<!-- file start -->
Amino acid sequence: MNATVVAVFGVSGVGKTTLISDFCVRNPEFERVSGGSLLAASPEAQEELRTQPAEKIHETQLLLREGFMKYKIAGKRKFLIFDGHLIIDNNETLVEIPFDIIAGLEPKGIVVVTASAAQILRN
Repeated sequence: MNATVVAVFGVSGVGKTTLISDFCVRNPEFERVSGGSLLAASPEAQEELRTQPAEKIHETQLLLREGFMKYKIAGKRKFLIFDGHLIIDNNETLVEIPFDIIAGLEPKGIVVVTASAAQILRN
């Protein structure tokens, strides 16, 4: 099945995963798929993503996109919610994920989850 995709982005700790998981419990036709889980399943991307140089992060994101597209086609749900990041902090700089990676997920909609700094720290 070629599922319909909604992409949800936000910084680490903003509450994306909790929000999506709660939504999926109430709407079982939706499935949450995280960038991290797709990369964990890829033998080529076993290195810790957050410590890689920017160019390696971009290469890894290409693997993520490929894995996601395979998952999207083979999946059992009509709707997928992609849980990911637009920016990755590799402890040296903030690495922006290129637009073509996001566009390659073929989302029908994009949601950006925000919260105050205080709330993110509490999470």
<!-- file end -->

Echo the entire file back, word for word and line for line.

Amino acid sequence: MNATVVAVFGVSGVGKTTLISDFCVRNPEFERVSGGSLLAASPEAQEELRTQPAEKIHETQLLLREGFMKYKIAGKRKFLIFDGHLIIDNNETLVEIPFDIIAGLEPKGIVVVTASAAQILRN
Repeated sequence: MNATVVAVFGVSGVGKTTLISDFCVRNPEFERVSGGSLLAASPEAQEELRTQPAEKIHETQLLLREGFMKYKIAGKRKFLIFDGHLIIDNNETLVEIPFDIIAGLEPKGIVVVTASAAQILRN
């Protein structure tokens, strides 16, 4: 099945995963798929993503996109919610994920989850 995709982005700790998981419990036709889980399943991307140089992060994101597209086609749900990041902090700089990676997920909609700094720290 070629599922319909909604992409949800936000910084680490903003509450994306909790929000999506709660939504999926109430709407079982939706499935949450995280960038991290797709990369964990890829033998080529076993290195810790957050410590890689920017160019390696971009290469890894290409693997993520490929894995996601395979998952999207083979999946059992009509709707997928992609849980990911637009920016990755590799402890040296903030690495922006290129637009073509996001566009390659073929989302029908994009949601950006925000919260105050205080709330993110509490999470």